Aaron Bruce, the 28-year-old manager of the Hog Wild BBQ in Salina, Kan., said there was no reason for him or anyone in his restaurant to run out to hunt down a tornado.

“We didn’t have to,” he said. “We could see two funnel clouds form pretty clearly just looking out the window.”

Willenberg said her concern also extends to the welfare of experienced storm chasers. Driving in storms — with wind and hydroplaning and debris and other drivers speeding about — is one of their most fretful tasks. Now, with more people on the road, it has become even more hazardous.

Just as frightening, she said, is the prospect of heading 70 miles per hour down the interstate and encountering something she is seeing more and more of: beaver dams of cars stopped in the middle of the road beneath county bridges.

“I would come up the interstate and there would be cars four or five deep projected out into the road, just sitting there,” she said.

Warren Faidley, a Tucson, Ariz., photojournalist who has been chasing tornadoes and capturing their images since 1987, called what he is seeing now “completely out of control.”

“The danger of driving is the number one hazard these days,” he said. “It’s more people out there driving, texting, running off the road, crossing the center line.

“The problem is these reality TV shows make people think they can just go out there and do this.”

Jeff Piotrowski of Tulsa, Okla., was in Wichita last weekend as the tornado raked areas outside the city.

“Ten years ago, there would have been a dozen people out there,” he said. “Today it would be me and 30 or 40 others. You have these people who want to see their video on the Weather Channel.”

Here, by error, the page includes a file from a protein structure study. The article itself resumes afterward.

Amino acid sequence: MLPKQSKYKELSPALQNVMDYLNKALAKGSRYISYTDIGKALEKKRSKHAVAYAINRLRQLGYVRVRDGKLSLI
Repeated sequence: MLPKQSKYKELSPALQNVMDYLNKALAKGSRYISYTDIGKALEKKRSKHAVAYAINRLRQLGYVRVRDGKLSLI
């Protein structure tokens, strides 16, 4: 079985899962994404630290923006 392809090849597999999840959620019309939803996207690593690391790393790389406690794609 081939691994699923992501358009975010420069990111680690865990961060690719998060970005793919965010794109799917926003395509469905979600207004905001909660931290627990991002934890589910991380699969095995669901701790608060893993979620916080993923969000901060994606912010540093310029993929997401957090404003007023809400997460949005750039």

Indeed, David Blumenthal, a spokesman for the Weather Channel, said that video submissions to the station and its related websites have spiked.

“There are more cameras out there,” he said. “We’re getting much more based on cellphone content.”

The irony, Willenberg of the Twister Sisters said, is that forces of nature have also created odd market forces.

Whereas Willenberg used to get $100 or more per second of prime video footage shot on a tripod, she said, the flood of available YouTube and other video now has stations paying half or far less.

“Back in the day,” she said, “they wanted beautiful tripod shots. Now what they look for is the cinema vérité, shaky cellphone images. I don’t even try to sell it anymore.”

Of most concern to those like Smith of Dickinson County is the day that they fear will be inevitable when one of those shaky cellphone cameras captures the death or injury of tornado gawkers in a place they should not be.

“There are so many bad situations that could have happened,” Smith said.